“The end of Religion is not to teach us how to die, but how to live………..”
Anne Bronte`s grave has been dedicated and graced with a new memorial stone after 164 years, to rectify a mistake on the original. Anne died of tuberculosis in the North Yorkshire seaside resort of Scarborough at the tender age of 29, but the original weather scarred headstone in St Mary`s churchyard states her age as 28. She is the only member of her illustrious family not buried at Haworth, West Yorkshire; she travelled to Scarborough because she loved it there, and if truth be told, probably wished to breath the sea air one final time before she died. Anne was the third Bronte to die within a year, brother Branwell had died eight months earlier, followed by sister Emily. “He that dares not grasp the thorn Should never crave the rose.”
I last paid my respects to this great novelist`s final resting place two years ago, when the weather was like something out of sister Emily`s Wuthering Heights: it was blowing a viciously cold gale of epic proportions; my face was lashed with horizontal rain which hit me as if I had been struck by several thousand rounds from a gatling gun. As I attempted to stand reasonably upright, I took in the spectacular backdrop of Scarborough Bay, with breakers of immense size and ferocity, crashing onto the deserted beach far below. To say it was decidedly Bronte-esque would be an understatement. The sheer awesome, Gothic beauty of nature, red in tooth and claw, unleashed, was such a magical moment for me, that I just stood there ( or tried to) in the lonely churchyard, and laughed with the emotional exhilaration of it all.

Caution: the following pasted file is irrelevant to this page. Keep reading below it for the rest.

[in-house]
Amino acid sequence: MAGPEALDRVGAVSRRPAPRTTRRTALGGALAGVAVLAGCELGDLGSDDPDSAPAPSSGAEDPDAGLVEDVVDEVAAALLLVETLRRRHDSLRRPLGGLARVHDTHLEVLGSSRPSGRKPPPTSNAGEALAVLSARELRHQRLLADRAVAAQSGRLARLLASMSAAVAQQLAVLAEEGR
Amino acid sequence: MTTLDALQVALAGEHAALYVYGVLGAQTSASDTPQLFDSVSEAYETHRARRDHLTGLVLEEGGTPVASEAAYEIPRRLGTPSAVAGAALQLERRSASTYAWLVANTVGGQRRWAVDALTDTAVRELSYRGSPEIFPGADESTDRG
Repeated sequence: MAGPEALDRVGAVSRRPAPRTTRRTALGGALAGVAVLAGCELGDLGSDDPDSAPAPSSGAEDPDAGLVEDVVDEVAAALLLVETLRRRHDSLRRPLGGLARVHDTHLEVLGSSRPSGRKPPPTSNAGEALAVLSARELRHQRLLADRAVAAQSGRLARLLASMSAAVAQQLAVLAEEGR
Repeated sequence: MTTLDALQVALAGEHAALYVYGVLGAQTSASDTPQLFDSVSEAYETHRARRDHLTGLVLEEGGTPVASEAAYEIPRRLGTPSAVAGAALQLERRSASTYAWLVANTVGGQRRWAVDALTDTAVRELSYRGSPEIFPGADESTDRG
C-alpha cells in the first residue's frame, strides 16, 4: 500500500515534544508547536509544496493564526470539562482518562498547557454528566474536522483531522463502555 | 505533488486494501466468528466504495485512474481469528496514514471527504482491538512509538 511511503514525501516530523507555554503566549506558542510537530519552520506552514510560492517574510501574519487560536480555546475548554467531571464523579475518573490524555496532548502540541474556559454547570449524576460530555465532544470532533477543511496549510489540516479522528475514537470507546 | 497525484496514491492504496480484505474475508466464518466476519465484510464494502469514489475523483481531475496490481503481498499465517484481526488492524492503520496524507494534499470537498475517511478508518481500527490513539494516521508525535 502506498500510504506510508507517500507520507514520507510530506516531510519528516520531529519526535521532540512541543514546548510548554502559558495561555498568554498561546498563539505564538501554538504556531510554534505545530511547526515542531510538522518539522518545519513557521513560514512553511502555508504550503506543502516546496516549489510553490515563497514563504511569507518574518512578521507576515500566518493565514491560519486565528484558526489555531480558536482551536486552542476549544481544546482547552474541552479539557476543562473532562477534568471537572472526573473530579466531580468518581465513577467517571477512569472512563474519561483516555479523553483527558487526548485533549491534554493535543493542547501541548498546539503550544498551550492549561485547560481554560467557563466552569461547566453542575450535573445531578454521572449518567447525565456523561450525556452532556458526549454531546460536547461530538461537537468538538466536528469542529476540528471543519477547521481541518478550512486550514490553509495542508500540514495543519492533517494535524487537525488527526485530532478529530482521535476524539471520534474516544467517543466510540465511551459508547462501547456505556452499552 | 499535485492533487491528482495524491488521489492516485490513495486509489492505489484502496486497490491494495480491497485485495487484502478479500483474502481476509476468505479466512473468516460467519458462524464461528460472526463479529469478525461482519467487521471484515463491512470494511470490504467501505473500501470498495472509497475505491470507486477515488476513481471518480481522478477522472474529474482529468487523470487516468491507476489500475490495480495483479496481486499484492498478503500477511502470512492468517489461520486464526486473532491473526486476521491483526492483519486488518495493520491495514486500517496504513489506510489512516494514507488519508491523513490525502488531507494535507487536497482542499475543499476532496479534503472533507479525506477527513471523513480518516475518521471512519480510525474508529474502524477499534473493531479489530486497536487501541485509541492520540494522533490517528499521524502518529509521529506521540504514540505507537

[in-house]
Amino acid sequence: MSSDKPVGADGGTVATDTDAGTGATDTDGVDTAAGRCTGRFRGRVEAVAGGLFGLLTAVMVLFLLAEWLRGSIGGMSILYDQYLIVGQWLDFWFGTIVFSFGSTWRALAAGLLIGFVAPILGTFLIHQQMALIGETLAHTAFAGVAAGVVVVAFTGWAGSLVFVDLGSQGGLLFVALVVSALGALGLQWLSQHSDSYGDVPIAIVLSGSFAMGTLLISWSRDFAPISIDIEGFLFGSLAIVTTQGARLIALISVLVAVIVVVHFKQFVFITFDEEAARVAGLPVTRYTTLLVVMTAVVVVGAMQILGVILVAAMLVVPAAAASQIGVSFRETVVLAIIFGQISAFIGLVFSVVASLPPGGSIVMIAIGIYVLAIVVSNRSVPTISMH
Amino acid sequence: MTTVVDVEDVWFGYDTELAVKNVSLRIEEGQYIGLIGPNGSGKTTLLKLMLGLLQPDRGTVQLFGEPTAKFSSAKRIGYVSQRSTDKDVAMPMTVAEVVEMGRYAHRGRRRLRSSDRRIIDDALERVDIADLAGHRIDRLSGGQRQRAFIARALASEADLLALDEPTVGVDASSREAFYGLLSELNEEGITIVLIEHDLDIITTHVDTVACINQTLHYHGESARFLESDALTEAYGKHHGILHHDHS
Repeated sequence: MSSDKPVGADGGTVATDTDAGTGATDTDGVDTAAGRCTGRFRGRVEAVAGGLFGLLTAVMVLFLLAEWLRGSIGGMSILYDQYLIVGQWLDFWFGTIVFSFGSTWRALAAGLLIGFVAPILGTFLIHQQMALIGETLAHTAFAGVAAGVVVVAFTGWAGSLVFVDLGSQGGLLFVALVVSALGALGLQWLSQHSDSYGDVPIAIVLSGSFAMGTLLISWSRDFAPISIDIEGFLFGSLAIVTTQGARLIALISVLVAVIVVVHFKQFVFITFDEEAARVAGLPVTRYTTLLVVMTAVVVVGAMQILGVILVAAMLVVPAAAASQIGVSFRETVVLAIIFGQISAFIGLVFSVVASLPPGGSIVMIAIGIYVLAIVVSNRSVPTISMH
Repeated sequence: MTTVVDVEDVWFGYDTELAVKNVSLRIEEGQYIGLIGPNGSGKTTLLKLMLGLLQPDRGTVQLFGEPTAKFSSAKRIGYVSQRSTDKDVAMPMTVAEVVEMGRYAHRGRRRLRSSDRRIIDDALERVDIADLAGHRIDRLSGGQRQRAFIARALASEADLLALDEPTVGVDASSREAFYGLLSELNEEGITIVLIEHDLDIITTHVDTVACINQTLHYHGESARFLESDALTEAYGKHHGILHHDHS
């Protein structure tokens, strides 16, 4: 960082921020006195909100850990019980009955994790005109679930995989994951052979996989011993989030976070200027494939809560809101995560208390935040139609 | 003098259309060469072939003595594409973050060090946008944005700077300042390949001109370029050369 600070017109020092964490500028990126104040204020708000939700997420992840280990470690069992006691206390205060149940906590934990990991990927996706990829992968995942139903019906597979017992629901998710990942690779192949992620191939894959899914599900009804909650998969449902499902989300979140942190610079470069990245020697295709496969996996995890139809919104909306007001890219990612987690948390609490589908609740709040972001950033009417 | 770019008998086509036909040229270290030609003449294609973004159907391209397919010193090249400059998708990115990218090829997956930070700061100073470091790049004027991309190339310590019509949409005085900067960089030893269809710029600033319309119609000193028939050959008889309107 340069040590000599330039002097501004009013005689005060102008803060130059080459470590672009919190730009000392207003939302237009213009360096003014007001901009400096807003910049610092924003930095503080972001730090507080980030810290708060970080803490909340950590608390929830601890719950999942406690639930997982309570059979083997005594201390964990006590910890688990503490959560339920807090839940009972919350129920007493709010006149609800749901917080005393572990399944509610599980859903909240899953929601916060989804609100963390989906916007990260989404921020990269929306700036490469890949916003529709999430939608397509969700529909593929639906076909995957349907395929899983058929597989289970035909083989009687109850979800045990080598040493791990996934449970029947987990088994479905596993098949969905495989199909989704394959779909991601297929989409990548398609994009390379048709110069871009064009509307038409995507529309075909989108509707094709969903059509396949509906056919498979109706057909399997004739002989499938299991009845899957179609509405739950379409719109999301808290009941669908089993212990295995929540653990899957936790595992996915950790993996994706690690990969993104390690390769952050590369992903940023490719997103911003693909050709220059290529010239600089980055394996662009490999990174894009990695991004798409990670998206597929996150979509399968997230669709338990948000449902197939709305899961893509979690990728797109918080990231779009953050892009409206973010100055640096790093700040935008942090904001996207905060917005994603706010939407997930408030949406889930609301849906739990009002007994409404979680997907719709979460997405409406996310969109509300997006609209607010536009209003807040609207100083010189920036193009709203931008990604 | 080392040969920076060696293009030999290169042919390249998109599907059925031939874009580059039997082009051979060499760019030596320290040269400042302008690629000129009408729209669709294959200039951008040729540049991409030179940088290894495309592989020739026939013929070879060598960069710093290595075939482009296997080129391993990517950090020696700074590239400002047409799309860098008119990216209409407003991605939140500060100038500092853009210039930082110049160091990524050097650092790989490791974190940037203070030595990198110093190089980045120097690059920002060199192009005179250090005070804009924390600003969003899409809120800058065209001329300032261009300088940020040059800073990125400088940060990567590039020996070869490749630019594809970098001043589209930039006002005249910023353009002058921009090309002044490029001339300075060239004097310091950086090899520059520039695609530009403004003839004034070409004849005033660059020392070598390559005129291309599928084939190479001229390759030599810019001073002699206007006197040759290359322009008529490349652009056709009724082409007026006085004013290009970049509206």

Anne was the quietest Bronte, and also the least known and most overlooked in comparison with her more famous sisters: but like them, her novels unflinchingly reflect her preoccupation with female independence in a male dominated society; the men folk may initially think they run the show in the Bronte books, but it becomes clear over time that Women`s Lib wasn`t something unknown to the Brontes. Nothing happened in their books without the tacit consent of the ladies. Anne`s talents have been criminally overlooked down the years; she is a novelist of the first rank, who`s works are powerful, and great works of literature. She did not flinch from confronting head on such things as alcoholism, and the use of women as nothing more than sexual chattels, to be used, abused and discarded by men once they had been seen to have served their purpose. Like all the women in the Bronte novels, her women were not quiet, simpering, baby producing wallflowers, but people who bit back with added interest. This attitude of course, deeply scandalised a Victorian society steeped in sexual and social hypocrisy. Anne`s novels have always been widely read, but her reputation has always been lesser than Charlotte and the sublime Emily: and there`s the rub of the matter; the sublime Emily. It is a vaulting reputation which no mortal, not even another Bronte can overcome; but let us at least appreciate Anne for her virtues, because she is a wonderful writer of rare perception and delicacy; and allow her to walk in the sun in her own right.